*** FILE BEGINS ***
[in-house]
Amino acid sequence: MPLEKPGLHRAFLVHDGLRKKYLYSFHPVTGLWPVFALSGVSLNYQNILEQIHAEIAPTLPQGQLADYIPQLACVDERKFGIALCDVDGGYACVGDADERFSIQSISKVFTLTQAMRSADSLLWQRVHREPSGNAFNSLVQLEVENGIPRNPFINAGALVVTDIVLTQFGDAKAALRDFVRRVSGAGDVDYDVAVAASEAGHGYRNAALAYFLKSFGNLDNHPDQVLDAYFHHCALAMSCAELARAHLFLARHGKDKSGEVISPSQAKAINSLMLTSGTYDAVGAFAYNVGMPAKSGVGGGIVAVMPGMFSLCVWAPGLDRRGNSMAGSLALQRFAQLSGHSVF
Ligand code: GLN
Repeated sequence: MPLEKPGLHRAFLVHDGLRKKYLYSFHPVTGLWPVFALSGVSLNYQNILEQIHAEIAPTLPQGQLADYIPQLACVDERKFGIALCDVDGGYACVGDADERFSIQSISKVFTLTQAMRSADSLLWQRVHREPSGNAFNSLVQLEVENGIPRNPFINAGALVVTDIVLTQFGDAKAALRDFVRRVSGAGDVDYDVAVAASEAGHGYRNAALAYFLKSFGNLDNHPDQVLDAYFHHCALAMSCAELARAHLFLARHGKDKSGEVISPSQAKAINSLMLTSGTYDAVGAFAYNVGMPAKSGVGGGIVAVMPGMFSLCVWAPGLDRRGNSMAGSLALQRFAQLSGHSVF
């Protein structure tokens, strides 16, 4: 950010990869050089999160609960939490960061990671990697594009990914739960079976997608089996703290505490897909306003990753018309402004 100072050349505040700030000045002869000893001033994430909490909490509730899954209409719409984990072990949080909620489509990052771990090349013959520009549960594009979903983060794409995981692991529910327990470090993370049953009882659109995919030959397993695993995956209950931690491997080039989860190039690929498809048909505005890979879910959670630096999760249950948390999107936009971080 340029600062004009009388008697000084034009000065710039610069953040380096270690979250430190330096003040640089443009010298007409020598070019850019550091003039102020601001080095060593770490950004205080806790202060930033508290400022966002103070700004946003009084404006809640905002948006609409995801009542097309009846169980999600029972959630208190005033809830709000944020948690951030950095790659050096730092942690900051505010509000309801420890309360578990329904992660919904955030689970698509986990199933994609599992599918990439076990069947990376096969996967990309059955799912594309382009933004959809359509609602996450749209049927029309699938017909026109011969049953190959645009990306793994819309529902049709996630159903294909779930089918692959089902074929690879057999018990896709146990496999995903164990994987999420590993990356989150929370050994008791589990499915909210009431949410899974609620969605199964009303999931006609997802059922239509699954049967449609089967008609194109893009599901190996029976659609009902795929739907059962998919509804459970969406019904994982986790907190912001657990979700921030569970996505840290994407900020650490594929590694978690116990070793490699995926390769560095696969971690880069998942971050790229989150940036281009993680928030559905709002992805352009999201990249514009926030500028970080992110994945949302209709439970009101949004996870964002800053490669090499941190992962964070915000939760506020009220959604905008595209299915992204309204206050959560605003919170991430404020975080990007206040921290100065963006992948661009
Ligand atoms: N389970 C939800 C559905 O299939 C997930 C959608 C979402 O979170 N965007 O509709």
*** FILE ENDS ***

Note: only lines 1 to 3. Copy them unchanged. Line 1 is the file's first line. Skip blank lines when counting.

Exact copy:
[in-house]
Amino acid sequence: MPLEKPGLHRAFLVHDGLRKKYLYSFHPVTGLWPVFALSGVSLNYQNILEQIHAEIAPTLPQGQLADYIPQLACVDERKFGIALCDVDGGYACVGDADERFSIQSISKVFTLTQAMRSADSLLWQRVHREPSGNAFNSLVQLEVENGIPRNPFINAGALVVTDIVLTQFGDAKAALRDFVRRVSGAGDVDYDVAVAASEAGHGYRNAALAYFLKSFGNLDNHPDQVLDAYFHHCALAMSCAELARAHLFLARHGKDKSGEVISPSQAKAINSLMLTSGTYDAVGAFAYNVGMPAKSGVGGGIVAVMPGMFSLCVWAPGLDRRGNSMAGSLALQRFAQLSGHSVF
Ligand code: GLN